Subdued economic growth forecast for Northern Ireland underlines case for investment in skills and connectivity

The case for greater investment in skills and connectivity to address the ‘productivity puzzle’ is made in the latest UK Economic Output 2019, which forecasts that Northern Ireland and the rest of the UK will see subdued economic growth next year.

According to the PwC report , Northern Ireland is expected to deliver a below-average performance in 2020 with growth estimated at 0.8%, down from 1.0% in 2019. The UK average is projected to see a similar fall from 1.2% in 2019 to 1.0% in 2020.

UK economic growth has been stagnating, particularly since the financial crisis, despite record low levels of unemployment. As well as the Brexit-related uncertainties and the impact on investment, the UKEO 2019 considers other reasons for this by comparing the UK’s lagging productivity levels with other European and G7 countries, as well as regional differences, to identify solutions. The report shows that UK GDP could be boosted by 4% - or £83 billion - if local areas with below-average productivity levels could make up even half of the gap.

Across the UK, regional productivity gaps are significant with the greatest above-average performance coming from London which is 40% higher, and the South East coming in as the only other region with above average productivity. The lowest is Yorkshire and the Humber where it is 16% below, with NI’s productivity 12.7% adrift. Internationally, UK output per worker is around 10-15% behind Germany, France and Sweden and more than 30% behind the US. 

Productivity in Northern Ireland has lagged behind the rest of the UK for several decades. Statistics from the Office of National Statistics (ONS) show that although the region has had record levels of employment (72.3% in November), in Quarter 2 2019 labour productivity fell by 0.5% compared with the same in the previous year. It followed two consecutive periods of zero growth and there was no growth in output per job during the same period.

The UK Economic Outlook suggests a number of strategies that could be employed to help boost productivity across the regions. Notably, businesses can promote workplace training and upskilling, a recommendation that is reinforced by PwC’s recent global skills survey. It revealed that workers in Northern Ireland were the most open to retraining and upskilling, and two out of three said their employers were providing opportunities to improve their digital skills. In addition, investment in local infrastructure could boost connectivity (and therefore productivity).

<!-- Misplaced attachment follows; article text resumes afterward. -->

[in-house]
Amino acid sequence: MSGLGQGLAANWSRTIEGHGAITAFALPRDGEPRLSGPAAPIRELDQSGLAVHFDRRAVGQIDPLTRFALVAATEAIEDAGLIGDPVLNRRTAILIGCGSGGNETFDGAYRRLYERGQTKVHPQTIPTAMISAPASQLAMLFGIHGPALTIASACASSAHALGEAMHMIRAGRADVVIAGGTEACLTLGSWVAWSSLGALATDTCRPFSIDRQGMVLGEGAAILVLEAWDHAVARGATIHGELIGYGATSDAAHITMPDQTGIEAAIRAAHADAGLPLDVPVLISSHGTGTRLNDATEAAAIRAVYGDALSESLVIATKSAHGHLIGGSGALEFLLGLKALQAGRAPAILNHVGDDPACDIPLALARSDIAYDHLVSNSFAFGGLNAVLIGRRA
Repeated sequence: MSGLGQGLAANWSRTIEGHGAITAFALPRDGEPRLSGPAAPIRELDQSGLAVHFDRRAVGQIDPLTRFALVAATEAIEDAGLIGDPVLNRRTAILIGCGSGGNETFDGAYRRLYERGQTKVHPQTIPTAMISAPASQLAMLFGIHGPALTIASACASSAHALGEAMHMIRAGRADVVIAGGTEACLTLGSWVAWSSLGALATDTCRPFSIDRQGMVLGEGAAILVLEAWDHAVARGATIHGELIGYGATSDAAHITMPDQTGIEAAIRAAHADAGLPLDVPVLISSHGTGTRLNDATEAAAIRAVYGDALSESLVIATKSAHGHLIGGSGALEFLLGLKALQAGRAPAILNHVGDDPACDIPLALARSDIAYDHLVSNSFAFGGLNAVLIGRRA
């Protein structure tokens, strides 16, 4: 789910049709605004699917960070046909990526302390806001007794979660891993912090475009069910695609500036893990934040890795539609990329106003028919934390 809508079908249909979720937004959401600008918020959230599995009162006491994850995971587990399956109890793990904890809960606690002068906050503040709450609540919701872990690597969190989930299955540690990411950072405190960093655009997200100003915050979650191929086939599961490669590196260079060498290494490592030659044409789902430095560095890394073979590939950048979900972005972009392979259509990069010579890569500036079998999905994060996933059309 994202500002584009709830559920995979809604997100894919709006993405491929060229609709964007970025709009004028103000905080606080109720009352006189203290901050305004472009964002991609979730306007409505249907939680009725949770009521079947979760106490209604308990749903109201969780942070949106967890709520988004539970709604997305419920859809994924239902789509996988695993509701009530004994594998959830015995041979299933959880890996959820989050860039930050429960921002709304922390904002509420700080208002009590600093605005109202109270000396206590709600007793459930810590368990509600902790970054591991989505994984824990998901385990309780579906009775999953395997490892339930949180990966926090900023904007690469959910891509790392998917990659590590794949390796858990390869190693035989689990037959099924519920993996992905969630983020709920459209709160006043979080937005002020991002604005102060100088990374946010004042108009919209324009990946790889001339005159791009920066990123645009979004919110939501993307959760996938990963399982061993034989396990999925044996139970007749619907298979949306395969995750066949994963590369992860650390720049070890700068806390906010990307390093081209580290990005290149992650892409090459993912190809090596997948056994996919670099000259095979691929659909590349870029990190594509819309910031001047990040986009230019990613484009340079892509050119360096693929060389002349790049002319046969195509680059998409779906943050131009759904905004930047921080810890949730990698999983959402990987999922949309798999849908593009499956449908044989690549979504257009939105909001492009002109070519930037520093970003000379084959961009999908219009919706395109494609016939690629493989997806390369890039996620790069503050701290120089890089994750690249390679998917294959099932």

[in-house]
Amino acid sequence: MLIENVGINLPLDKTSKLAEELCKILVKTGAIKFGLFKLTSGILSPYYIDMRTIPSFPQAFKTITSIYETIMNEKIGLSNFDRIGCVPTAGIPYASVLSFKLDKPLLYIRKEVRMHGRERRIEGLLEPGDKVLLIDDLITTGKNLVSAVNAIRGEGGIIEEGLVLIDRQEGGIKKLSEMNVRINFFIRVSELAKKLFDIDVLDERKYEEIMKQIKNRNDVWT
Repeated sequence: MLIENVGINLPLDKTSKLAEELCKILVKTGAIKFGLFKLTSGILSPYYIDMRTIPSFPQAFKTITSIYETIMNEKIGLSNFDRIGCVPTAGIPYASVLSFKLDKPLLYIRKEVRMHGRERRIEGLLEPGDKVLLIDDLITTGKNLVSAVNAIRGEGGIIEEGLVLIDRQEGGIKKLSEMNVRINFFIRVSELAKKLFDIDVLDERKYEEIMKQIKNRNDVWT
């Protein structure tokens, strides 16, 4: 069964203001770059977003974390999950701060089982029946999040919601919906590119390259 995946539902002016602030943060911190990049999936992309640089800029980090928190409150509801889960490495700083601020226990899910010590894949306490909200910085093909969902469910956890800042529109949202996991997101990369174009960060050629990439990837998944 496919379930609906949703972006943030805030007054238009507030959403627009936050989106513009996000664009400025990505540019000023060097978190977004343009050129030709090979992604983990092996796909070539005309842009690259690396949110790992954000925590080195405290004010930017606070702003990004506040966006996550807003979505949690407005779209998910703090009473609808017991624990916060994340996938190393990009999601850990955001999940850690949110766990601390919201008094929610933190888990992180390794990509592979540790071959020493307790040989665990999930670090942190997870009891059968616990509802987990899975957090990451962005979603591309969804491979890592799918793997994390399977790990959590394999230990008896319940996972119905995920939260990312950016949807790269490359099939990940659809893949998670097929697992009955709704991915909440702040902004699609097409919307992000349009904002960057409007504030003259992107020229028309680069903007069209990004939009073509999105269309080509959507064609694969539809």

Paul Terrington, PwC NI chair and Head of UK Regions, commented:

“At the heart of the case for greater connectivity is the idea of economies of agglomeration. It means that bringing businesses and people together - in a variety of ways - produces opportunities for collaboration, competition and innovation.

“We find, for example, that a 1% increase in skills is associated with a 2% increase in productivity in a local area. Physical connectivity also matters, which reinforces the case for increased investment in transport infrastructure for areas that tend to lag behind. Similarly, investment in high-speed broadband would deliver significant benefits, particularly for rural areas, by offering businesses and the workforce far greater connectivity and flexibility.

“The prize from closing the regional productivity gap could be large. If the areas that are performing below the UK average can close 50% of this gap in productivity performance, it could add around £83 billion to the economy, equivalent to almost 4% of GDP.”

The UK Economic Outlook says that most industry sectors can expect relatively modest growth in 2019-20, though short-term trends remain dependent on how events develop around Brexit. The distribution, hotels and restaurants sector remained strong in the first half of 2019, but a slowdown is expected next year, whereas the weakened business services and finance sector could enjoy a modest recovery in 2020 assuming an orderly Brexit can be achieved. The manufacturing and construction sectors have experienced considerable volatility in recent years and are unlikely to see sustained recovery until there is clarity on both Brexit and the global trade outlook.

John Hawksworth, chief economist at PwC, commented:

“UK economic growth is likely to remain choppy throughout the rest of this year and in early 2020 . However, there could be a modest bounce in business investment later in 2020 if the UK achieves an orderly Brexit, but the uncertain global economic outlook could hold back a stronger recovery in investment next year.

“Any potential weakness in private sector spending in 2020 should be offset at least in part by stronger trends in government spending. Both major political parties have shifted away from austerity, which is likely to support growth in 2020, irrespective of the outcome of the forthcoming general election. But this will also leave a bigger budget deficit to deal with in the longer term.”

 

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